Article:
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Original Research ARTICLE

Front. Chem., 15 January 2020 | https://doi.org/10.3389/fchem.2019.00913

Enhanced As(III) and As(V) Adsorption From Aqueous Solution by a Clay Based Hybrid Sorbent

  • 1Environmental Remediation and Nano Science, Department of Ecology and Resource Management, University of Venda, Thohoyandou, South Africa
  • 2Department of Applied Chemistry, University of Johannesburg, Johannesburg, South Africa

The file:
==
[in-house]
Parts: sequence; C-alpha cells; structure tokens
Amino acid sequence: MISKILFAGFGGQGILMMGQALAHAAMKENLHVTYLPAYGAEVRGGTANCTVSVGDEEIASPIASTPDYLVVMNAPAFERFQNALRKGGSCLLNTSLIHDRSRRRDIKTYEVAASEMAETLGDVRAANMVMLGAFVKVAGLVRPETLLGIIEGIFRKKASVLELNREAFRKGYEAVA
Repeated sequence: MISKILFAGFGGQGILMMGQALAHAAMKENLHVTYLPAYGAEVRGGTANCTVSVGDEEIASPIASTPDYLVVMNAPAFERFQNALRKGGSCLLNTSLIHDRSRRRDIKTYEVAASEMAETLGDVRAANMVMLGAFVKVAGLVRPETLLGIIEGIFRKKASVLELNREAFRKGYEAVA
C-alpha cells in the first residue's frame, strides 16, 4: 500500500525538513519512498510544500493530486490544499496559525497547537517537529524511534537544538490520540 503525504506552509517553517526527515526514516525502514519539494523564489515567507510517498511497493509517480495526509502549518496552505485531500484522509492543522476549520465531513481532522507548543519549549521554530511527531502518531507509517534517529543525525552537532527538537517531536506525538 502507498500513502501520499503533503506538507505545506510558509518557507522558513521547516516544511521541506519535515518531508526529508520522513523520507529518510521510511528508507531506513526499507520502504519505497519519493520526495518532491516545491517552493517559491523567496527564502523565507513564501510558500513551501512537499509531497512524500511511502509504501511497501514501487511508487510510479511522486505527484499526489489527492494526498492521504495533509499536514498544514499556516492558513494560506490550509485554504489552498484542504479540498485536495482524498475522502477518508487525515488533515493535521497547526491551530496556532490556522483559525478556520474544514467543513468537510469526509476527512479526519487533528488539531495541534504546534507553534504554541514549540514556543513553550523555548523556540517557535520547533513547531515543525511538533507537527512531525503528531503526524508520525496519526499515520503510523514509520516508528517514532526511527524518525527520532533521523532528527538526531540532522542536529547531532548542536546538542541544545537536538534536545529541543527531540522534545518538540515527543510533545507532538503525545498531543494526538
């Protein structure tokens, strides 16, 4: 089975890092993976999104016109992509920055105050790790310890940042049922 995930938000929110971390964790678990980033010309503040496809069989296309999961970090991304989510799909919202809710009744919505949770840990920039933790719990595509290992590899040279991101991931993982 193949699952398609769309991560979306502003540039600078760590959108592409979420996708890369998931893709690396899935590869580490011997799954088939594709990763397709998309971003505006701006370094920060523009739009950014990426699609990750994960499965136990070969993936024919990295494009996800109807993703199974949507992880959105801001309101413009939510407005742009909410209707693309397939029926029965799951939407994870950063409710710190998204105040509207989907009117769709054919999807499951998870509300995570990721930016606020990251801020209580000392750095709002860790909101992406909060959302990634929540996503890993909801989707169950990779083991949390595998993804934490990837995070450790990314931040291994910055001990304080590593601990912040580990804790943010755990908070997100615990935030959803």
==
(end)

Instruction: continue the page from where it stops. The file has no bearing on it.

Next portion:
In this study, a hybrid arsenic adsorbent was synthesized through intercalation inorganic and organic surfactant cations onto kaolin clay interlayers. The synthesized adsorbent was characterized X-ray fluorescence (XRF), Fourier Transform Infrared spectroscopy (FTIR), Scanning electron microscopy (SEM), and Brunauer-Emmett-Teller (BET). Batch studies were conducted to determine As(III) and As(V) removal capacity of hybrid sorbent synthesized. It is found that As(III) removal is optimum at pH range of 4-6 while As(V) removal is optimum at pH range 4-8. The data for adsorption kinetics fitted to pseudo second order model implying that adsorption of As(III) and As(V) is chemisorption. The isotherm studies showed a better fit to Langmuir isotherm model indicating that adsorption of both As(III) and As(V) occurred on a mono-layered surface. The maximum adsorption As(III) and As(V) capacity at room temperature as determined by Langmuir model were found to be 7.99 and 7.32 mg/g, respectively. Thermodynamic parameters, ΔG° and ΔH° were found to be negative indicating that adsorption process occurred spontaneously and exothermic. Inorgano-organo modified kaolin clay was successfully regenerated for up 7 adsorption-regeneration cycles using 0.01 M HCl as regenerant. This study concluded that hybrid sorbent synthesized in this study is suitable for arsenic removal from groundwater.